Brazil, 2 July-2014,Pulasta Dhar : “How to stop Messi? We will show you tomorrow how we do it,” Switzerland coach Ottmar Hitzfeld said before his side’s last 16 knockout round match against Argentina.
For 67 minutes, Lionel Messi didn’t have a single shot — the longest he has gone in this World Cup without a shy at goal. In 120 minutes, he took two shots — one off target and one saved by Diego Benaglio. This was certainly a testimony to Hitzfeld’s plan, which utilised two zonal markers at a blocking distance from Messi constantly.
But there was something else at play too — Messi was playing a withdrawn playmaker’s role, which meant he had to do everything rather than do what he does best — add the finishing touches to an attack rather than start it.
APFor 67 minutes, Lionel Messi didn’t have a single shot — the longest he has gone in this World Cup without a shy at goal. AP
Messi spent 38.50 percent of the match outside the attacking third which is fine for a No 10 who plays behind the striker in a new formation that Argentina tried today but not for your most potent goalscorer. Argentina need goals, which means Messi should be the receiver of support rather than the supplier of it. Messi has played three different roles in the World Cup so far — against Iran and Nigeria he played in a narrow system with two strikers ahead of him while and against Bosnia he was an out an out as a striker with Gonzalo Higuain and Sergio Aguero filling the wings. Against Switzerland, Argentina lined up in a 4-2-3-1 with Higuain at the top with Angel di Maria, Messi and Ezequiel Lavezzi in support.
Messi’s heatmap vs Switzerland where he played a withdrawn role
Messi’s contribution to the game — seven chances created, three out of eight crosses successful, one assist and eight take-ons show that he was the focal point of Argentina’s attacks, but with no result for 118 gruelling minutes of football. Sabella’s team boasts of world-class attackers who seemed like they didn’t know how to play with each other. The obvious factor lacking in the team is a midfielder to pull the strings — someone like a Xavi or an Andres Iniesta off whom Messi can feed as he does at Barcelona.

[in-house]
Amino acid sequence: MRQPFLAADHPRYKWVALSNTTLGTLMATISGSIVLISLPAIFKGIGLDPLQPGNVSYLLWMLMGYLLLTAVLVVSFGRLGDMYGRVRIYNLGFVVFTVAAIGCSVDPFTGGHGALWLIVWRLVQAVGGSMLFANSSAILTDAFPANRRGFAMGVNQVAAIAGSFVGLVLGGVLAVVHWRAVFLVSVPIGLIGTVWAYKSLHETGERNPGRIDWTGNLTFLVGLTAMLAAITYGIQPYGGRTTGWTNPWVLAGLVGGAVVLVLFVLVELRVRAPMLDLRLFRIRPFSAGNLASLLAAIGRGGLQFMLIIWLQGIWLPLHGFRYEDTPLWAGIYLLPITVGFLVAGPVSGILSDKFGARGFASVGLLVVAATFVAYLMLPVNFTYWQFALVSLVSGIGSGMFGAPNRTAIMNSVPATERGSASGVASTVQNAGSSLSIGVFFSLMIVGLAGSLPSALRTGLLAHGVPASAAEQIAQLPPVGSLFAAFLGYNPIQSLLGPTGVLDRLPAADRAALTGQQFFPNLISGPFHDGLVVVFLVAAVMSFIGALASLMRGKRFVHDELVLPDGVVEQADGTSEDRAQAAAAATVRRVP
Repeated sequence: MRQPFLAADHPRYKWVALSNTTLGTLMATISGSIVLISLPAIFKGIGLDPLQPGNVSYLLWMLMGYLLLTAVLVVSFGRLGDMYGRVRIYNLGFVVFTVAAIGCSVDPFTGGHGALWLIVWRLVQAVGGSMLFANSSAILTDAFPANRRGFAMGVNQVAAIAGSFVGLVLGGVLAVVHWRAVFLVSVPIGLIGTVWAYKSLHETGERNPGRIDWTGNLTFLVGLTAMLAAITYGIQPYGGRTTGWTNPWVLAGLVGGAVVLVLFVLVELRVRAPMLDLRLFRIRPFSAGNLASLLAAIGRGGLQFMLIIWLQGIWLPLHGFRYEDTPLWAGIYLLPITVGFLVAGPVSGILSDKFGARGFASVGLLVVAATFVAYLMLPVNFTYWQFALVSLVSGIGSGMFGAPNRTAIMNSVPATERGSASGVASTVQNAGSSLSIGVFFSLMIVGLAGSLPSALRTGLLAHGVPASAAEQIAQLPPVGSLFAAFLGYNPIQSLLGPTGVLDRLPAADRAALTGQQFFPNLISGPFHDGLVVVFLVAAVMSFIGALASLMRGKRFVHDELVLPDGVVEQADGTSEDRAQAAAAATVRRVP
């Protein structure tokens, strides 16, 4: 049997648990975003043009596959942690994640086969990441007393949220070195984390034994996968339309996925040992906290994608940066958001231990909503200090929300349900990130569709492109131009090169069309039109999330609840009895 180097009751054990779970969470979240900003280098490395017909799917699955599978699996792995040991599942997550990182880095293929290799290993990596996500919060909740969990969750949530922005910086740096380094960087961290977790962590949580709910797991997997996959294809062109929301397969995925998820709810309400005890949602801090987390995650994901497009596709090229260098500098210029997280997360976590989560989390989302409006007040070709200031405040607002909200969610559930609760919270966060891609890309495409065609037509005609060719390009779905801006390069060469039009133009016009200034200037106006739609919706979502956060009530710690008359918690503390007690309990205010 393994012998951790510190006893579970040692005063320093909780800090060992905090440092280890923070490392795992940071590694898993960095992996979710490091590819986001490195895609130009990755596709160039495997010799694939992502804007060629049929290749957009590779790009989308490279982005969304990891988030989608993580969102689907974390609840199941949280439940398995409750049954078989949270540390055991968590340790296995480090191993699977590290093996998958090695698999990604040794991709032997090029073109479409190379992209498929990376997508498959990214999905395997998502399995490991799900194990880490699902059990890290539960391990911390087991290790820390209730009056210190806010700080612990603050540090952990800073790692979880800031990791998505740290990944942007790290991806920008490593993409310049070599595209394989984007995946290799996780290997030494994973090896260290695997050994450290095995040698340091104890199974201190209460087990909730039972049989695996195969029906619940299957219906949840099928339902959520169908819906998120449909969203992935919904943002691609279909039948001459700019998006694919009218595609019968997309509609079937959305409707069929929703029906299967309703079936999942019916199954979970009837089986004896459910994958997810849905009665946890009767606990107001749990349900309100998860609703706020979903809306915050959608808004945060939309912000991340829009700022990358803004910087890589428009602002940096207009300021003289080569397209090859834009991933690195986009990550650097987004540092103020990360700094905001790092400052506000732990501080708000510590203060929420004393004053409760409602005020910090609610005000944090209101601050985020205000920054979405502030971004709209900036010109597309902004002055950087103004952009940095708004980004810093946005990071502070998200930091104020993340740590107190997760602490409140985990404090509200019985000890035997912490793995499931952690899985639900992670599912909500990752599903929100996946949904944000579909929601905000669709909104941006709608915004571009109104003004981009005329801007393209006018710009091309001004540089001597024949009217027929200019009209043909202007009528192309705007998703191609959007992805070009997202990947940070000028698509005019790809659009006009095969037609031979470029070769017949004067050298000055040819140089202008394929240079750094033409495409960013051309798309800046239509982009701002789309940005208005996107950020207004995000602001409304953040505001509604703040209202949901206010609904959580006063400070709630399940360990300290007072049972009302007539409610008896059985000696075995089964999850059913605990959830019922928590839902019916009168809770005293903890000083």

Another proof of Messi’s burden is the number of tackles he made (as shown in the graphic below) in the middle of the pitch. It is the primary duty of Fernando Gago and Javier Mascherano to win the ball in those areas, but each of the six successful tackles they made came on the flanks — and each of Messi’s tackles came in central areas where he was trying to fill in for the wide gaps left by Argentina’s two midfield men. That is not his job — his job is to score goals and win Argentina matches.
Messi’s tackles in 120 minutes
From a tactical point of view, Sabella needs to sort his starting XI out. Argentina are a vastly talented, probably over-talented attacking team, which is finding it hard to accommodate so many forwards without a midfield maestro to dictate play. But that doesn’t mean the onus is on Messi to do everything — win the ball, create and score. He is not a player who will take speculative efforts at goal, but one who will shoot and pass only if he is sure — and for that, he needs to be afforded the freedom and space to play in a purely attacking role rather than sacrificing him to fill the shoes of a type of player that Argentina do not have.